CONCEPT: Quantum Cascade Thermo-Photovoltaic (TPV) Energy Conversion

Yin, Jian, & Roberto Paiell (2010).  Multiple-Junction Quantum Cascade Photodetectors for Thermophotovoltaic Energy Conversion.  Department of Electrical and Computer Engineering and Photonics Center, Boston University.  Boston, Massachusettes USA.

DIGEST (Walter Baltzley):  This paper explains how Quantum Cascade Photodetectors (QCP)–a kind of Intersubband (ISB) photovoltaic detector–can be used to design thermo-photovoltaic (TPV) cells with high theoretical efficiencies. This is achieved by building many layers (junctions)–each tuned to a specific wavelength.

Unlike traditional solar cells, QCPs make use of the same physical materials, meaning that many layers can be grown one on top of one another–each tuned to a different frequency of light.  Current Photovoltaic Technologies require that each frequency use a different material with a different crystalline structure, and when layered these materials tend to pull apart and break.  Thus, current multi-junction (layer) solar cells are limited to only three or four layers–making them less efficient.

ISB Photovoltaic detectors can only absorb polarized light, meaning that a special waveguide or filter will have to be included for it to work efficiently.  Fortunately, these are relatively easy to fabricate.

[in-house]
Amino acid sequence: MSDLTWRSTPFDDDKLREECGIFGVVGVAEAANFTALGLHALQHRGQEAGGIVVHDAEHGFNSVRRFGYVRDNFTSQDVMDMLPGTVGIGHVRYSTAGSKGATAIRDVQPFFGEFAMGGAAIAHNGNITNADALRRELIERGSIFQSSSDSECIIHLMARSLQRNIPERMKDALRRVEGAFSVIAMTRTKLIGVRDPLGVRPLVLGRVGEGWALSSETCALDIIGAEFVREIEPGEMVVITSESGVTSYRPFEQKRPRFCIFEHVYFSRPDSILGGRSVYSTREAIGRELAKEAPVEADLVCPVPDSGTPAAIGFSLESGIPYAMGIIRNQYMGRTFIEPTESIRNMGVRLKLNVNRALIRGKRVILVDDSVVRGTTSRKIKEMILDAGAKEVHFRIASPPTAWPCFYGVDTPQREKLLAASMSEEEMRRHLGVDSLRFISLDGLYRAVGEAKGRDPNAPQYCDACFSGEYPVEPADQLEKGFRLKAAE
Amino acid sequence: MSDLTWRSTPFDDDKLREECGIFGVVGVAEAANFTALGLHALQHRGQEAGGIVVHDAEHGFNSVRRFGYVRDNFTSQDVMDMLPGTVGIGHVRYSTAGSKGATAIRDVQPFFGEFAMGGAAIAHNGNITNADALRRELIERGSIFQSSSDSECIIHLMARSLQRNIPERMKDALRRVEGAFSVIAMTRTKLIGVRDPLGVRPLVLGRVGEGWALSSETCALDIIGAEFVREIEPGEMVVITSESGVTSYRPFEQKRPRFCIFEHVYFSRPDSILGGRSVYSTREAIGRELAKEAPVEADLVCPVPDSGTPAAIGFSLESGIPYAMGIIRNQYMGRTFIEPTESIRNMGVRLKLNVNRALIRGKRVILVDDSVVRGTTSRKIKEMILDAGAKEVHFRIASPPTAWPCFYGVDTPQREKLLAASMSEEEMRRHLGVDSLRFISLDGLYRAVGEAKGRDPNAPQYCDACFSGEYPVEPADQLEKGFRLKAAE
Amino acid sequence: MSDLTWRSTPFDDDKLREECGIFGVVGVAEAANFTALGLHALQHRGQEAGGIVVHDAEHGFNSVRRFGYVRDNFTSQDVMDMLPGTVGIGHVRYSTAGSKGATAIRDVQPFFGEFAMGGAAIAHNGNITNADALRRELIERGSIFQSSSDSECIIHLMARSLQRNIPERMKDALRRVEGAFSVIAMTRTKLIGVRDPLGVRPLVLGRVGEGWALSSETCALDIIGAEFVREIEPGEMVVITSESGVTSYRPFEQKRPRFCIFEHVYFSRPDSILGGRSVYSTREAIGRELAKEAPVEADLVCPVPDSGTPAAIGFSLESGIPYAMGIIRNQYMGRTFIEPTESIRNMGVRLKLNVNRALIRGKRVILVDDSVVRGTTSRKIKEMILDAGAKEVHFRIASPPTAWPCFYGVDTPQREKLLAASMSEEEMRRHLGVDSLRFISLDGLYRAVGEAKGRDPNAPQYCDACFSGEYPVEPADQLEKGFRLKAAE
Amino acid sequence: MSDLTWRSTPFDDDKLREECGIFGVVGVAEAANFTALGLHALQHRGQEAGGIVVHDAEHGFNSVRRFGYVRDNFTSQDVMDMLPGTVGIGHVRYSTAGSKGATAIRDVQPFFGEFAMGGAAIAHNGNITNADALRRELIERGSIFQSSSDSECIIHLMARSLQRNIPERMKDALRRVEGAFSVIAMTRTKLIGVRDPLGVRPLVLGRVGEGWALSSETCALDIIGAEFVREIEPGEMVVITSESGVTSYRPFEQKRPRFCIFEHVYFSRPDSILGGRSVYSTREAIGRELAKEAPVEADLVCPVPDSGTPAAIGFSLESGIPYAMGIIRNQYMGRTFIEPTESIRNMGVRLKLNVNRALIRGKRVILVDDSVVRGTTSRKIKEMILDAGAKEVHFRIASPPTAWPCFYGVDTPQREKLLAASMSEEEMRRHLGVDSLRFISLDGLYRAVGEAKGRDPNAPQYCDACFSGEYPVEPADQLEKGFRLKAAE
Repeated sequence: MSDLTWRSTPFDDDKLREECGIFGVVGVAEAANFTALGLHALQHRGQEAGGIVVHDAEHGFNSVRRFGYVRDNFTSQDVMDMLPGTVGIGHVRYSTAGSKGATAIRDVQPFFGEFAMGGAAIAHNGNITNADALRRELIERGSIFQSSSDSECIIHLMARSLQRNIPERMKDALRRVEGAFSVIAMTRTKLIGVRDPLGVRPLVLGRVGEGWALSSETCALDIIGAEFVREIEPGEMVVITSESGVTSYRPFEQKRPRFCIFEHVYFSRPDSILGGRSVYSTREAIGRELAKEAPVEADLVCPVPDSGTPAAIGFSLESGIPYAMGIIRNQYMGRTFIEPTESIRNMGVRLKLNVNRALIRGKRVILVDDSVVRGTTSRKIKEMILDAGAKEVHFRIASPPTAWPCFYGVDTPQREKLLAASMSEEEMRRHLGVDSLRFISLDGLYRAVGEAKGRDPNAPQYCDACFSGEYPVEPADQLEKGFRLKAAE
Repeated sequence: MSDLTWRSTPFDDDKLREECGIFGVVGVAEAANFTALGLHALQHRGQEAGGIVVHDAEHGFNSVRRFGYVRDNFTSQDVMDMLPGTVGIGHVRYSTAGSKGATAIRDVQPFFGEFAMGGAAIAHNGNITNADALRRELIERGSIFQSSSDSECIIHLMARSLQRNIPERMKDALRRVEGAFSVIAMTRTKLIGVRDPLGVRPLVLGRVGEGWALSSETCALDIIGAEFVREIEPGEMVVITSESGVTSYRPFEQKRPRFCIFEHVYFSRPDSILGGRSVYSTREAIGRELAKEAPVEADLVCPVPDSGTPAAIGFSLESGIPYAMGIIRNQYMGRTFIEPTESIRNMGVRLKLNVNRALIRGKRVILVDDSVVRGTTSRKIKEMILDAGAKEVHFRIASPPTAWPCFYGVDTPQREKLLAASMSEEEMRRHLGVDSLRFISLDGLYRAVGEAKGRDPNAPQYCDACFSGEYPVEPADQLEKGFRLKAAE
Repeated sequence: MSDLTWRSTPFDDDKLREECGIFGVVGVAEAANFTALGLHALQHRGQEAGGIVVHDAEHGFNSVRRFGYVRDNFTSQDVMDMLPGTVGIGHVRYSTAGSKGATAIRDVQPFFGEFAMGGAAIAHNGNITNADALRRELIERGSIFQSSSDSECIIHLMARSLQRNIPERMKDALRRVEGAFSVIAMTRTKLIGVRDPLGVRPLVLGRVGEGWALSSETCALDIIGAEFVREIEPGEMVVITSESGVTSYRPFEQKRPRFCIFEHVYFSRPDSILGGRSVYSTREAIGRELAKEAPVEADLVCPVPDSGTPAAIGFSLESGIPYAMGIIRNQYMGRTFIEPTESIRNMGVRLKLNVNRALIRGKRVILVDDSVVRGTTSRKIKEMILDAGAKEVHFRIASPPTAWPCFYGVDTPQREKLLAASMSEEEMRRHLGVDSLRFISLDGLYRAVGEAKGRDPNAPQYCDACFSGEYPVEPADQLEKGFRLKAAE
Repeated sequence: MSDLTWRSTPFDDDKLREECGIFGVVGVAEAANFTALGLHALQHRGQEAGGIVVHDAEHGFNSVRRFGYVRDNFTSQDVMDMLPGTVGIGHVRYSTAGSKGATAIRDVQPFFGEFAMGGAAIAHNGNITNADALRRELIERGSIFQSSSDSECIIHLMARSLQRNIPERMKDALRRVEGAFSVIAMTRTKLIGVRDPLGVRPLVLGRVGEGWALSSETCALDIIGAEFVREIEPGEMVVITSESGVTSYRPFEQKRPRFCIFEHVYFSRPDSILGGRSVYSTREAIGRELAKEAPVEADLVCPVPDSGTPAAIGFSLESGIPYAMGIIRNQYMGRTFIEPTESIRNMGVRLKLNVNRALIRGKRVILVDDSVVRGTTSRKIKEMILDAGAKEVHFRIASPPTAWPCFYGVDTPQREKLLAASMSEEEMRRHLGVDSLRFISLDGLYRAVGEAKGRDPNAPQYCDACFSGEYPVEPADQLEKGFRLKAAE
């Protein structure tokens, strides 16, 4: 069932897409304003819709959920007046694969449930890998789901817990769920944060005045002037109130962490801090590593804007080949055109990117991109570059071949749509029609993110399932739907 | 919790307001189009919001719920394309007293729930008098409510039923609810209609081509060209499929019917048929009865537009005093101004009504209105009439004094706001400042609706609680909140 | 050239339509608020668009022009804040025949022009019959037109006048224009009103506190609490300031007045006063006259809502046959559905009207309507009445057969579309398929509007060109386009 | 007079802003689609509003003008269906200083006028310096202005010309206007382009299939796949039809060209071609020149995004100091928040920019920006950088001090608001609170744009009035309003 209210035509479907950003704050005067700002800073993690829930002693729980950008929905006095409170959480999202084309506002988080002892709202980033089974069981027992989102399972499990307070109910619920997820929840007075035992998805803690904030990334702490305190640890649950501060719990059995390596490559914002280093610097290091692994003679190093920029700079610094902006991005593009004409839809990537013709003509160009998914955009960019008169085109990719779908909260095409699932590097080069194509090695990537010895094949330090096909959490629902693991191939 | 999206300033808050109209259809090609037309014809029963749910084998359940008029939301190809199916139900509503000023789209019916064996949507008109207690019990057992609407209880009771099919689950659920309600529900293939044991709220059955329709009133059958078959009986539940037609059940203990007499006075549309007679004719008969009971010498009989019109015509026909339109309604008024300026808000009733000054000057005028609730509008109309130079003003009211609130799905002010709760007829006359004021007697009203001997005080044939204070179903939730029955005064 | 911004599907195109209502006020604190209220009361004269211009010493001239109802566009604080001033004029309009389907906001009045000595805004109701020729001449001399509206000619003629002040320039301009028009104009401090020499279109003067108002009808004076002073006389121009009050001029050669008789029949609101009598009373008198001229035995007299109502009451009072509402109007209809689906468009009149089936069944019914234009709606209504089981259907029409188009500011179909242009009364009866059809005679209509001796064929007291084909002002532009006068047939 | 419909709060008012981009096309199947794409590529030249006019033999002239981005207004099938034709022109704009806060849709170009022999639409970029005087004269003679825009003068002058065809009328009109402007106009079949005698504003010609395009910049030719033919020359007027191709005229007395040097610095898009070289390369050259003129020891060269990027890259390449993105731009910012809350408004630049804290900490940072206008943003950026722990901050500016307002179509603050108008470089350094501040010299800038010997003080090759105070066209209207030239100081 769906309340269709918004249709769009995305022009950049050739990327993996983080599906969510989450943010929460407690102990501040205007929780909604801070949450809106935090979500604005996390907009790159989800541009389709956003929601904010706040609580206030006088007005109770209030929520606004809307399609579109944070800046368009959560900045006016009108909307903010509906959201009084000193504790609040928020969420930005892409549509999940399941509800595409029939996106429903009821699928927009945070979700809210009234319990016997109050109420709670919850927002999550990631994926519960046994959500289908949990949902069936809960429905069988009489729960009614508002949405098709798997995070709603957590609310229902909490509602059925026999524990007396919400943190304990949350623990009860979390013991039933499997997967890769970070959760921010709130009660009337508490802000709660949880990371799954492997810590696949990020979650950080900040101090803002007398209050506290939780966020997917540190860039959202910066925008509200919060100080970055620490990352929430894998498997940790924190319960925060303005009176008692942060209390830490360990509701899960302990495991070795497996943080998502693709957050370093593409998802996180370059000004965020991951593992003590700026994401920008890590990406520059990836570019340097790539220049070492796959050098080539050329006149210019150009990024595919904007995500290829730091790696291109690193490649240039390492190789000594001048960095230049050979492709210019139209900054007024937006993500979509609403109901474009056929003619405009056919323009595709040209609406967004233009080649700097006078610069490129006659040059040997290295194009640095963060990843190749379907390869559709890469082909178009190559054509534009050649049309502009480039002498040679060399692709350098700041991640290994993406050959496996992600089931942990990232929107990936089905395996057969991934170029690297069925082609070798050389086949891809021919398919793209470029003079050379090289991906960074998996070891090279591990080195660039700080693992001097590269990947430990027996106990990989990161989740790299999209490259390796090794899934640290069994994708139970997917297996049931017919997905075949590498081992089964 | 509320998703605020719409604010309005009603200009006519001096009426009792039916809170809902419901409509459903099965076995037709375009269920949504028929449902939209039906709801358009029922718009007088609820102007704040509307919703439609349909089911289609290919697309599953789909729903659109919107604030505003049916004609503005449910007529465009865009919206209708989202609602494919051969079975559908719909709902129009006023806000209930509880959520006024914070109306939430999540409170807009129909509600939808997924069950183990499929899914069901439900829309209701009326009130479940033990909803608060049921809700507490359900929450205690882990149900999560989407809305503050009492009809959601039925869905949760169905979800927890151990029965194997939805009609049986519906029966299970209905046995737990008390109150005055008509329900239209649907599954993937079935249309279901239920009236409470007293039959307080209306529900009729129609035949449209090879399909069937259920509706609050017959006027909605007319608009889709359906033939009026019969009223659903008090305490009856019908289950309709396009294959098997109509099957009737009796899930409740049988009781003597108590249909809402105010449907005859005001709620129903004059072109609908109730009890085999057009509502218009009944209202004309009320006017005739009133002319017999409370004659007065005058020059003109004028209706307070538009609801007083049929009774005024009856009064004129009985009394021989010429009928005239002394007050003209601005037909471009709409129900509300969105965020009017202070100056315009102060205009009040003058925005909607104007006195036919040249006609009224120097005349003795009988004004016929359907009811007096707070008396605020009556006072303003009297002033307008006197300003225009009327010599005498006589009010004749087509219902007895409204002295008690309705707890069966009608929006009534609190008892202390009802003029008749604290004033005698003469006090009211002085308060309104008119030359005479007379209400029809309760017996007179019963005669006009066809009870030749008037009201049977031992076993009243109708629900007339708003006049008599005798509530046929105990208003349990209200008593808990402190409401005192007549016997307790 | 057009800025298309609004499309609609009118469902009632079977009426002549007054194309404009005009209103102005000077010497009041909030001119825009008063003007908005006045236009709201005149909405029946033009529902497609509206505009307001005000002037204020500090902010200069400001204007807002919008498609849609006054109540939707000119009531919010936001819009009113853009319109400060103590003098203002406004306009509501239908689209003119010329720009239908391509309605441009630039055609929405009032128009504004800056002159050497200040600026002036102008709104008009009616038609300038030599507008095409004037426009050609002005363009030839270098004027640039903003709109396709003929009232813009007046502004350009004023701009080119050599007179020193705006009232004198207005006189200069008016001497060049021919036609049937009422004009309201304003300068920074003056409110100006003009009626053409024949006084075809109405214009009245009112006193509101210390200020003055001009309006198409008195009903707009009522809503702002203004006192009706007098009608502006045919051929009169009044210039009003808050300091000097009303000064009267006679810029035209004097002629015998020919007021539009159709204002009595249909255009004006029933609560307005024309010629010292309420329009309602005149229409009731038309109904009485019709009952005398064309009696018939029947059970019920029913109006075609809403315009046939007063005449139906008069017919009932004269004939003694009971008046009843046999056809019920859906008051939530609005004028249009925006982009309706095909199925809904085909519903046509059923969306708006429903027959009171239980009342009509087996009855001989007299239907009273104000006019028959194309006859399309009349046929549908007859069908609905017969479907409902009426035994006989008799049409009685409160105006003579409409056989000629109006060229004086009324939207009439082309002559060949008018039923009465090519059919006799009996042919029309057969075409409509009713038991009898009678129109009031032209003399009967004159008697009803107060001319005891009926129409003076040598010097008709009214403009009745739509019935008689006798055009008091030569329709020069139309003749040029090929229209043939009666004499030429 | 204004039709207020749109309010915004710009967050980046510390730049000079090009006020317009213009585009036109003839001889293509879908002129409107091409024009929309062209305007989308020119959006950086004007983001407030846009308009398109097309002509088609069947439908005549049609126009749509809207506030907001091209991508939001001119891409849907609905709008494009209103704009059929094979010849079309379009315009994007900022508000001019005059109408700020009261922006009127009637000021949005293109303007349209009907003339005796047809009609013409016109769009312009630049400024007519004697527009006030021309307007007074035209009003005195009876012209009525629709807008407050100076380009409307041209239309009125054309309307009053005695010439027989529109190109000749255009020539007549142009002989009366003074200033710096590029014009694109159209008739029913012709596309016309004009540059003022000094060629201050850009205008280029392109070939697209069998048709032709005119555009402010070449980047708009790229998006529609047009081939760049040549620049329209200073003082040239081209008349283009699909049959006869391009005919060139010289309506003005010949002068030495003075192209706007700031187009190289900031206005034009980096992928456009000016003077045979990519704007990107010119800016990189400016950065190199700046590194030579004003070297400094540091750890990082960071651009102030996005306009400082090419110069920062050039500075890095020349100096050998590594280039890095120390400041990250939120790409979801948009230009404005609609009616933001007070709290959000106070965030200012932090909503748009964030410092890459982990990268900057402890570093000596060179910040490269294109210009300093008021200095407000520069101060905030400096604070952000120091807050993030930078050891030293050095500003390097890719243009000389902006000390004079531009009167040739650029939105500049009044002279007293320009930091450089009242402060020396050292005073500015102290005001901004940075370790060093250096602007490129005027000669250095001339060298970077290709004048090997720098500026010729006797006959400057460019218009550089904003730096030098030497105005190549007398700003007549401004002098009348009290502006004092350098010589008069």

Each layer of QCPs can theoretically achieve complete absorption of its frequency, and thus with enough layers can aborb 100% of the entire light spectrum–up to a maximum of 1.4 W/cm^2  at a temperature of 1,880 F.  This is a substantial improvement over and TPV cells made of Indium-Gallium Arsenide which produce 0.8 W/cm^2 at the same temperature.

Achieving these temperatures using solar power requires us to concentrate the incoming light by roughly 10 times–making it highly efficient, considering that current TPV systems require sunlight concentrated 500-1,000 times.  While QCPs could work well enough alone, they can also be combined with existing Indium Gallium Arsenide TPVs for substantial gains in efficiency.

ABSTRACT: The use of intersubband transitions in quantum cascade structures
for thermophotovoltaic energy conversion is investigated numerically. The
intrinsic cascading scheme, spectral agility, and design flexibility of these
structures make them ideally suited to the development of high efficiency
multiple-junction thermophotovoltaic detectors. A specific implementation
of this device concept is designed, based on bound-to-continuum
intersubband transitions in large-conduction-band-offset
In0.7Ga0.3As/AlAs0.8Sb0.2 quantum wells. The device electrical
characteristics in the presence of thermal radiation from a blackbody source
at 1300 K are calculated, from which a maximum extracted power density
of 1.4 W/cm2 is determined. This value compares favorably with the present
state-of-the-art in interband thermophotovoltaic energy conversion,
indicating that quantum cascade photodetectors may provide a promising
approach to improve energy extraction from thermal sources.
©2010 Optical Society of America
OCIS codes: (250.5590) Quantum-well, -wire and -dot devices; (040.5350) Photovoltaic.


This entry was posted in Uncategorized. Bookmark the permalink.